Prison spokesman Jim Cross would not specify how many guards were required but said, "There were enough to ensure it was accomplished with appropriate security."
A staff members video of the transfer was released, but it did not show McVeigh because he refused permission to photograph him.
He arrived at the fortress-like death house at 4:27 a.m. and three minutes later was securely ensconced in a holding cell.
The holding cell is 50 percent larger than the one he has occupied since July 13, 1999, when the first condemned prisoners occupied the new federal death row at the 60-year-old U.S. penitentiary here.
The first protesters began arriving at midafternoon in Fairbanks Park just across the street from the temporary state command center in the parking lot of the YWCA, which closed for the occasion.
An open jeep was filled with young men and women carrying signs blaming the FBI for McVeighs "unfair trial" and one sign saying "Dont Kill Him."
"If it was OK for the government to kill families and children in Waco, it was OK for him to do it," said one of the youths, who identified himself as James Baker, 23, of Scottsburg, Ind.
Closing state and local offices to secure them from terrorist attack — from the public library to the drivers license office — and postponing the first day of summer school perturbed some residents of a religious, working-class city whose economy is dependent on the prison. "The high level of anxiety that was felt a month ago is, in my opinion, not being felt this time around. Maybe the community is just tired and wants to get this over with," said Rod Henry, president of the Greater Terre Haute Chamber of Commerce.
"Whos going to blow up the drivers license branch?" a drawling counter customer asked his waitress at Thompsons Family Restaurant.
"I dont know. Theyre going to leave us open and put the bomb underneath," the woman replied.
"Like it or not, McVeigh rang a pretty loud wake-up call about how over-the-top the feds have become," said Cameron Reilly, 20, a student at Indiana State University.
Beginning at midnight, prison buses were set to shuttle protesters from the parks to separate demonstration pens flanked on one side by the tent city accommodating some 1,700 accredited media and on the side facing the prison by tents sheltering special security forces.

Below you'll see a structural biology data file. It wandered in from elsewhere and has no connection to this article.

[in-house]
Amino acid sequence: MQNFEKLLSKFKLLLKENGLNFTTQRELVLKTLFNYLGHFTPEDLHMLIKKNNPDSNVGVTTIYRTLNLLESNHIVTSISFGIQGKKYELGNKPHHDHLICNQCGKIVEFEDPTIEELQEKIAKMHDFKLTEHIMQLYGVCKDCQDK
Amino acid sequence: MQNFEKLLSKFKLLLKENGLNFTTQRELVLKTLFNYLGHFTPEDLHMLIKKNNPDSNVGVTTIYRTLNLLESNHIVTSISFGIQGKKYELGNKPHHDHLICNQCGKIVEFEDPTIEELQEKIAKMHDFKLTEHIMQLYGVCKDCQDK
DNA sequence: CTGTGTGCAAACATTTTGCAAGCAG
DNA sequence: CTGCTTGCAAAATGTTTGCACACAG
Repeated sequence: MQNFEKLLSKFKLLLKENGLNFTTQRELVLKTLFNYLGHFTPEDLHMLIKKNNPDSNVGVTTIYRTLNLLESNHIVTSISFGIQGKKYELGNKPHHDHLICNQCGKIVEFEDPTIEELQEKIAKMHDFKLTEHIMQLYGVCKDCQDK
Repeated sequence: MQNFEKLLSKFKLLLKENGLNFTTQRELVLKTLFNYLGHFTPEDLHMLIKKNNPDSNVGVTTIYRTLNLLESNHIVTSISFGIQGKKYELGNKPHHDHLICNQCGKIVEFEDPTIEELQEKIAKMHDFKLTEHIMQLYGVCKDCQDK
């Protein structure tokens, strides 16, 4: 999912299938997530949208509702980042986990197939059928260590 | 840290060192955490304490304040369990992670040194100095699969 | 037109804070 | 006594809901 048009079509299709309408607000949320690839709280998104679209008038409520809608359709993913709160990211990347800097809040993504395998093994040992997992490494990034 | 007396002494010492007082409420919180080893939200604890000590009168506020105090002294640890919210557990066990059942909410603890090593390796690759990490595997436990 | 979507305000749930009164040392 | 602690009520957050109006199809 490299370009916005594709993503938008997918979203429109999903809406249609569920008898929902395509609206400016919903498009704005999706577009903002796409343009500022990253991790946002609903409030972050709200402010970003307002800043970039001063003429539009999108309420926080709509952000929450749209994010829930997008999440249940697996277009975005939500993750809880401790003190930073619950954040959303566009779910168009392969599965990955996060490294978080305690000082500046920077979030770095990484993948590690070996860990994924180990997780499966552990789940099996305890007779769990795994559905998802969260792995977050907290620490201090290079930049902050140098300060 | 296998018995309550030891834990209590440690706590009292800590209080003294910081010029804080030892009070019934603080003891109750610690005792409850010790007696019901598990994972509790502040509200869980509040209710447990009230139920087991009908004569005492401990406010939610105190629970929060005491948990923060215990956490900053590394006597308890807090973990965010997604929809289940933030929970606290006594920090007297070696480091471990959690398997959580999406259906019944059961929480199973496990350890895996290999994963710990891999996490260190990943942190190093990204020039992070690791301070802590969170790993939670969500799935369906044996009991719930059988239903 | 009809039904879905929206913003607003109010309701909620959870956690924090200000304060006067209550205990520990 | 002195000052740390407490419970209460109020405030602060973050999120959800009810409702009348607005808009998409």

The death house is on the far side of the prison, out of sight or earshot to protesters and reporters alike. A line of trailer trucks blocks the only possible camera angle, and airspace above the prison was closed for 24 hours to thwart helicopters. Twenty men other than McVeigh are on death row, including one, Juan Raul Garza, who is due to be executed June 19.
Garza, who ran a Texas marijuana-smuggling operation, was convicted of killing one man and ordering the deaths of two others but appealed to the Supreme Court as a victim of ethnic bias in dispensing capital punishment.
"I think what were hoping we can accomplish with Juan Garzas case is to just somehow be heard above all of this sound and fury and white noise thats surrounding the McVeigh case," said his attorney, Gregory Wiercioch.
McVeigh abandoned his own chance for Supreme Court intervention because he expected to lose, said lawyer Chris Tritico. "I dont view that as 'I want to die," Mr. Tritico said. "I view that as a realization that 'Im going nowhere with this process, so lets stop doing it."
In another Supreme Court action related to the execution, the justices yesterday unanimously rejected a request to videotape todays execution for possible use in a Pennsylvania federal case.
The defendant in that double-murder case, Joseph P. Minerd, contends that lethal injection violates the Eighth Amendment ban on cruel or unusual punishment, in part because it is not "antiseptic and sanitary."
The high courts order will not affect a live closed-circuit broadcast of the execution to a closely guarded Oklahoma City prison facility, which will be seen by some 330 relatives of the dead and survivors of the bombing.